Navigating the Dad experience.
It can be hard enough can’t it, having kids and dealing with the role of Dad at home and then we also need to think about our own identity and what it means to be me. A large part of me is what my professional life looks like. I take great pride in my work and creating projects that others can enjoy and benefit from.
I’ve been reading a lot and having conversations over on the Dads In Business YouTube space with business leaders and professional coaches around all topics relating to the Dad experience and some of those conversations naturally fall on the topic of work and the role that work plays in our life, but more so for this context, the expectations of work for our own happiness and satisfaction.
It’s with this in mind that I asked Ruby – our content editor and contributor, to research and write about the expectations of millennial Dads in the workplace and what perhaps employers can do to support the shift in expectations.
When was a millennial born?
A millennial – or Gen Y – was born between 1979 and 1995.
I am a millennial, born in 1984, and I notice so many of the traits in the diagram below that I can really see with interest how different personalities start to show up in different places in both my personal and professional life. With these distinct changes come challenges and opportunities, some of these are spoken about in more depth in my book Modern Sales Leadership which talks about how four generations can potentially be working together in the same place and some of the risks and changes that brings.
For this context, let’s look at what the expectations are of the millennial Dad in their professional capacity and their expectations in a work setting.
What do millennial Dads want, need and expect from their workplace?
It’s safe to say that the breadwinning, thick skinned cultural stereotypes of dads are shifting, and millennial dads are feeling it. There is a clear gap between the expectations of dads to do more at home and the demands and structures of work life, and it’s a fast-tracked ticket to burn out!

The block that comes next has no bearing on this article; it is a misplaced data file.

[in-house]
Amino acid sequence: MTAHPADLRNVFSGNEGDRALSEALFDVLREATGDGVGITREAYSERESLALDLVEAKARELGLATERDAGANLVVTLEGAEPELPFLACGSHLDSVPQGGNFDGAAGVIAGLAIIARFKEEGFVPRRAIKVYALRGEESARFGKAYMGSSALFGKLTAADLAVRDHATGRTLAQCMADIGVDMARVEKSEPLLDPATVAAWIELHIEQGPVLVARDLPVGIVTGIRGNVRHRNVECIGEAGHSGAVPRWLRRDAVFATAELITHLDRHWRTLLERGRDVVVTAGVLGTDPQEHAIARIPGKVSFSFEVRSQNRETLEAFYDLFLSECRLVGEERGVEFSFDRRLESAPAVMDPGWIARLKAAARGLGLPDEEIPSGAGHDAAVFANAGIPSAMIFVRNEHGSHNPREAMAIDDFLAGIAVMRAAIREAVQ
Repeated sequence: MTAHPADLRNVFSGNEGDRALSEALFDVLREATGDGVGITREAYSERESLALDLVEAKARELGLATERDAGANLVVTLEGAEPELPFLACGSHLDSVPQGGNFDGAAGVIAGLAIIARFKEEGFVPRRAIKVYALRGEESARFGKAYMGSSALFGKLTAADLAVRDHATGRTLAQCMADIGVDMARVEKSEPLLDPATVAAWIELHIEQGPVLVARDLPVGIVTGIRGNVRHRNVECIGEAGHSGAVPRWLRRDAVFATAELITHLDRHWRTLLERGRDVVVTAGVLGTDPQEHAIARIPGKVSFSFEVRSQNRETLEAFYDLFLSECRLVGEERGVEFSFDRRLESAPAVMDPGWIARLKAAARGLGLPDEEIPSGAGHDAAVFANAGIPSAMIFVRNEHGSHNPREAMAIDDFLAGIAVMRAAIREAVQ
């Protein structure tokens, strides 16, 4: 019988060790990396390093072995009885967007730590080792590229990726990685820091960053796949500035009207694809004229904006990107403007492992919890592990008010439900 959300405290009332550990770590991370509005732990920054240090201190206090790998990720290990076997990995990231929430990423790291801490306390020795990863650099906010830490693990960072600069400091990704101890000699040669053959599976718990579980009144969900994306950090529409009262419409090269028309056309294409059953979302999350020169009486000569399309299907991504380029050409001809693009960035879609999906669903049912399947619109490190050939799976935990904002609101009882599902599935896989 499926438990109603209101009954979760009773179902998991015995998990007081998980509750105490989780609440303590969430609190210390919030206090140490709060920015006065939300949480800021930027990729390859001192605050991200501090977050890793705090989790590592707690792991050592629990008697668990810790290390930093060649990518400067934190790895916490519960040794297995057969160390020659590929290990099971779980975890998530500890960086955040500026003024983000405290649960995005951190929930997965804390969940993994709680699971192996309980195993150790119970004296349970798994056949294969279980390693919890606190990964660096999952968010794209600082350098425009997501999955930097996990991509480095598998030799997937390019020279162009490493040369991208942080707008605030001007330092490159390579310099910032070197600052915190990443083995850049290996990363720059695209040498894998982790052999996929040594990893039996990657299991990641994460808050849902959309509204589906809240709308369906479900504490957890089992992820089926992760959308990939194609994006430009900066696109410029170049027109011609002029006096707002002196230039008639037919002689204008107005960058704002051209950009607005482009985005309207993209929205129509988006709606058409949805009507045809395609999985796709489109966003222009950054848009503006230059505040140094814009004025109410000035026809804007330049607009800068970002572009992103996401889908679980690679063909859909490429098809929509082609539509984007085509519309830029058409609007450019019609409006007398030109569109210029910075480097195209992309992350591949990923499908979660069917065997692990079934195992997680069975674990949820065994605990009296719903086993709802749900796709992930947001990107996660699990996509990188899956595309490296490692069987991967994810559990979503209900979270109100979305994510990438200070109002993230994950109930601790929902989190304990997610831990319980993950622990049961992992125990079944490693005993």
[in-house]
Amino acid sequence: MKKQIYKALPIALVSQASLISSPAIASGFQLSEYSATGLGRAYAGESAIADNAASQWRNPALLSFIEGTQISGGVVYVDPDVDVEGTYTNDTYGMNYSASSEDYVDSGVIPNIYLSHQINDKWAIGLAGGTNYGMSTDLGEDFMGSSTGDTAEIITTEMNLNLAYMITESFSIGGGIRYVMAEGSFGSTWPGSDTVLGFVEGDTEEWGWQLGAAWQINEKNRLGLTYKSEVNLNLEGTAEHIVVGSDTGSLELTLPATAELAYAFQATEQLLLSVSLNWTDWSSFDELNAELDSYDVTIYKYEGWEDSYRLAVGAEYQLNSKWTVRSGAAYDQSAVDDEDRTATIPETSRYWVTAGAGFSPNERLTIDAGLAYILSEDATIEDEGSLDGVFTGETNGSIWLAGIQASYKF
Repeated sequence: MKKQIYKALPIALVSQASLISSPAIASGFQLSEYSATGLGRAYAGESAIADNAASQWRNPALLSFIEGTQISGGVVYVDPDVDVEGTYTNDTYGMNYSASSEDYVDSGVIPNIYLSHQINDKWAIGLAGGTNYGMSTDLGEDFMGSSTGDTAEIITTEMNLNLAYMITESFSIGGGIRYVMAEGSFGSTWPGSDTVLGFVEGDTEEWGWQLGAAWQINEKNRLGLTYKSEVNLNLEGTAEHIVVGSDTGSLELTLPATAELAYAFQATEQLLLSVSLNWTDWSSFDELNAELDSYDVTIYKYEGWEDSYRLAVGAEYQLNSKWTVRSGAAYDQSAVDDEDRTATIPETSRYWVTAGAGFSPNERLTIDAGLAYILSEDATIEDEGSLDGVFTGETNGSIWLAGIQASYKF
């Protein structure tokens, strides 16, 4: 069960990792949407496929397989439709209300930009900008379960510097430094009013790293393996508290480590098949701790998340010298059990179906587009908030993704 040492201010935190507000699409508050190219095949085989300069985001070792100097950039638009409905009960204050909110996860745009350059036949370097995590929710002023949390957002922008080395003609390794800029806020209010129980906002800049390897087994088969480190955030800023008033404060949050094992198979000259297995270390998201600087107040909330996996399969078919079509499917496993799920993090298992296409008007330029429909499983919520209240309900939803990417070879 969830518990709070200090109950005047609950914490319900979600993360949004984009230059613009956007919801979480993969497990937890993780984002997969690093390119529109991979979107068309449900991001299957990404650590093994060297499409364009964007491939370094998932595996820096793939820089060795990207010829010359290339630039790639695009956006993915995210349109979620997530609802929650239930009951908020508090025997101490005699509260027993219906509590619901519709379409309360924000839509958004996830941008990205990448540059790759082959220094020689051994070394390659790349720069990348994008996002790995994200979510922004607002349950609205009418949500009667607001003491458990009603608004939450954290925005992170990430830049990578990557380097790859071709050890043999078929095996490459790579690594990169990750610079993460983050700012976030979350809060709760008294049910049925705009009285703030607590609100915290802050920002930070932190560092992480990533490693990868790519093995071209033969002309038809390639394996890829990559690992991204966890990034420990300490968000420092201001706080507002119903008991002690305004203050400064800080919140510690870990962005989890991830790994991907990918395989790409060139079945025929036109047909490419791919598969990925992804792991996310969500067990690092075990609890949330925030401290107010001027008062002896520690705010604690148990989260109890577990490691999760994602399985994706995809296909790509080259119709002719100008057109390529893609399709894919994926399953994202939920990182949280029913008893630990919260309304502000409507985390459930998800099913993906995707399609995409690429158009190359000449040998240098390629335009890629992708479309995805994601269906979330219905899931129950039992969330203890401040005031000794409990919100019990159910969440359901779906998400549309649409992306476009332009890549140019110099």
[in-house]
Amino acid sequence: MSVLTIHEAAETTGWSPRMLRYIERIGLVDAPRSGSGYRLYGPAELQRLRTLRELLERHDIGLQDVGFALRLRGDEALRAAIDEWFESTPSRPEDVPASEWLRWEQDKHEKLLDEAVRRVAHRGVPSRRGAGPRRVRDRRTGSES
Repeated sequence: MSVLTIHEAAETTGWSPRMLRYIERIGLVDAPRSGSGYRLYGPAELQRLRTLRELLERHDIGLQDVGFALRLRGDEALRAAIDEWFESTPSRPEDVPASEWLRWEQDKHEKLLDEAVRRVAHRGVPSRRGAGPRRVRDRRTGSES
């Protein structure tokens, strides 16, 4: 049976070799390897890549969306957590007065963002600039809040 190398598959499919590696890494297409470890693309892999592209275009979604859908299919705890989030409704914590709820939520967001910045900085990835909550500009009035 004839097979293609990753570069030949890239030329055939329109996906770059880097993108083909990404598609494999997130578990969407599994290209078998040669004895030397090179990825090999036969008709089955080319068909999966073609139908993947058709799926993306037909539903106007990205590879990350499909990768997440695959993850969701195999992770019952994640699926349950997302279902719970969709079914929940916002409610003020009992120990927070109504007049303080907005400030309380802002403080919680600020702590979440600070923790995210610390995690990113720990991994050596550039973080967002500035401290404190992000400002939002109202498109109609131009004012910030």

As the expectations of dads in modern day are leaning towards being more present and emotionally available for their families, the need for a change at work becomes greater. Working dads need their voices to be heard.
Despite expectations to be more present, stigma still exists for dads that may be holding them back. Our studies at Dads In Business found that 79% of fathers feel that there is still an existing stereotypical perception of what a man should be and should do in the workplace and at home. It’s important that these outdated perceptions are broken down so that dads can find the right balance in their lives without feeling guilty.
Employers and companies need to review policies around flexible work, paternity leave and move towards building a safer space for dads to talk about their needs. Our studies found 67% of dads in the workplace feel they cannot talk openly about feelings, worries or stress. That’s over half of dads reporting a lack of healthy communication at work, and it needs to change. This barrier of communication can arise from a combination of feeling that change won’t happen, and from deeply engrained stereo types and stigmas around the roles of men and fathers. This is a form of toxic masculinity that encourages dads and men to just ‘power through’ or ‘man up’ when they feel overwhelmed.
Our infographics showed that 44% of dads believe that having young kids at home is a weakness for their position at work. It is a real shame that some dads feel that being a father reduces their chances of success at work. It shouldn’t and doesn’t have to be that way.
Distrust in the system makes it harder for dads to come forward and ask for what they need from employers. Fathers cannot carry on working around work, they need employers to get on board with policies that allow them flexibility for work to life balance, so that they have the best chance of being happy dads.
A survey of 2000 dads by DaddiLife found men reported that trying to juggle work and home commitments is having a negative effect on their mental health, with 60% feeling guilty about failing to find the right balance. Further findings were that 60% of dads want more widespread flexible working, half think paternity leave should be improved and a third want more information from their employers about paternity policies.
Millennial dads are searching for a better home to work life balance, and the way that this can be achieved is through flexible work arrangements that consider their needs and open conversations. Employers are recognising that the role of dads is changing over time, with a more active part to play in childcare, meaning that they will need to do more to work around their dad duties. Dads should be encouraged to speak up about their needs for themselves and their families, so if you are struggling, speak with your businesses, and check in with yourself.
Further resources to support the managing of expectations for the millennial working Dad.
Here are some links to ways employers can help dads, and ways dads can approach employers:
How employers can help:
How to submit a flexible working request:
More reading and resources from Dads In Business.
A range of resources here to support you in your journey back to work, to a new working environment or to create your own working culture within your own business.
We met Judith McMinn, business advisor turned entrepreneur who has built teams and worked in leadership at the highest level. A fascinating discussion around teams, collaboration and innovation.
A snippet here that highlights the real predicament between perceived business success and the reality of what can be with Andrew Miller, Business Enjoyment specialist.
How can organisations embrace the concept of positive psychology to create better working environments for busy working Dads with Patricia De Souza.